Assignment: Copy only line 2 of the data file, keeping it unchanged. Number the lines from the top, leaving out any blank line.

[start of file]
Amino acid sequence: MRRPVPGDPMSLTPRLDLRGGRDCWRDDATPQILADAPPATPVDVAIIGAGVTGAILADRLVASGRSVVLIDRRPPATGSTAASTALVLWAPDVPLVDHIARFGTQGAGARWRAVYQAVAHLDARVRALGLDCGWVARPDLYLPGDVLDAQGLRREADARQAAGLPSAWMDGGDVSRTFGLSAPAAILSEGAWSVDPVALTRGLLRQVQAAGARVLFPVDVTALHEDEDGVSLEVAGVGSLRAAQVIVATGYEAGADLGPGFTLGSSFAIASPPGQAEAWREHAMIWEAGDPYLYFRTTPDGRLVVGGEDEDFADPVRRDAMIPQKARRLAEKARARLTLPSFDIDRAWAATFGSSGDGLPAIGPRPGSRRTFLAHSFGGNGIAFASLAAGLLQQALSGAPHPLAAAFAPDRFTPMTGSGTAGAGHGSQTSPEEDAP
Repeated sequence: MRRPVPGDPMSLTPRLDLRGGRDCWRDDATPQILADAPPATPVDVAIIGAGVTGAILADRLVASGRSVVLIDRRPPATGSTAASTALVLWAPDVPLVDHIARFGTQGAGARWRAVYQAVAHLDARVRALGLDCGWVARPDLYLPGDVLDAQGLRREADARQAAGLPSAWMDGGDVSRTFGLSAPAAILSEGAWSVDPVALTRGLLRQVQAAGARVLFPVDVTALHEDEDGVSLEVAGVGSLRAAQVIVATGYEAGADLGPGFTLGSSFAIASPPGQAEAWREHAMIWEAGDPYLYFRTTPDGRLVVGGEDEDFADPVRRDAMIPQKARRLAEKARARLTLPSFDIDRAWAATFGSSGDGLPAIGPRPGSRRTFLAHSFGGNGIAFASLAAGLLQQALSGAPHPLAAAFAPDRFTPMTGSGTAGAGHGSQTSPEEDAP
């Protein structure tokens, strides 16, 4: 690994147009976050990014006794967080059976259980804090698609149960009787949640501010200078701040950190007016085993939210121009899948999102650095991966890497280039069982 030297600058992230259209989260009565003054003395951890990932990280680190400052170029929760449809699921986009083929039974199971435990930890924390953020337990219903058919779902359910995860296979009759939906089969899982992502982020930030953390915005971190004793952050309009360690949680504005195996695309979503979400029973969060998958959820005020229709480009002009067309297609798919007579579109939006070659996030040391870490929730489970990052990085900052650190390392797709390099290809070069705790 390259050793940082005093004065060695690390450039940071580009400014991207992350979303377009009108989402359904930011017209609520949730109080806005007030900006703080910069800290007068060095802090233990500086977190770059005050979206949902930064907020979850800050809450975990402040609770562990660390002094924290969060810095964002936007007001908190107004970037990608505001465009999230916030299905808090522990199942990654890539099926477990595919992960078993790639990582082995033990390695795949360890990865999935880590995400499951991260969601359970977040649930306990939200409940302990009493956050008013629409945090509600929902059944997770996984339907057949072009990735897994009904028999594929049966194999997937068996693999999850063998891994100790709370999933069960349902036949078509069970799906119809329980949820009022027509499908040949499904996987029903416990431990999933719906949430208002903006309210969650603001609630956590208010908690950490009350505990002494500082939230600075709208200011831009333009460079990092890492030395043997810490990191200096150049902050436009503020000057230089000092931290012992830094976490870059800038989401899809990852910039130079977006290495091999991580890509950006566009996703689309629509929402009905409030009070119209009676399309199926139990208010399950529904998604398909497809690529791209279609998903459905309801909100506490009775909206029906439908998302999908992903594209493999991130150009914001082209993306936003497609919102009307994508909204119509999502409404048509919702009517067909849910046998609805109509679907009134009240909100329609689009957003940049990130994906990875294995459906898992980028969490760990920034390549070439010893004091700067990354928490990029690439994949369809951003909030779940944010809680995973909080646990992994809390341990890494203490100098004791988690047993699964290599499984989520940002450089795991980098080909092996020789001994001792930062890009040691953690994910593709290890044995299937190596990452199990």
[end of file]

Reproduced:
Repeated sequence: MRRPVPGDPMSLTPRLDLRGGRDCWRDDATPQILADAPPATPVDVAIIGAGVTGAILADRLVASGRSVVLIDRRPPATGSTAASTALVLWAPDVPLVDHIARFGTQGAGARWRAVYQAVAHLDARVRALGLDCGWVARPDLYLPGDVLDAQGLRREADARQAAGLPSAWMDGGDVSRTFGLSAPAAILSEGAWSVDPVALTRGLLRQVQAAGARVLFPVDVTALHEDEDGVSLEVAGVGSLRAAQVIVATGYEAGADLGPGFTLGSSFAIASPPGQAEAWREHAMIWEAGDPYLYFRTTPDGRLVVGGEDEDFADPVRRDAMIPQKARRLAEKARARLTLPSFDIDRAWAATFGSSGDGLPAIGPRPGSRRTFLAHSFGGNGIAFASLAAGLLQQALSGAPHPLAAAFAPDRFTPMTGSGTAGAGHGSQTSPEEDAP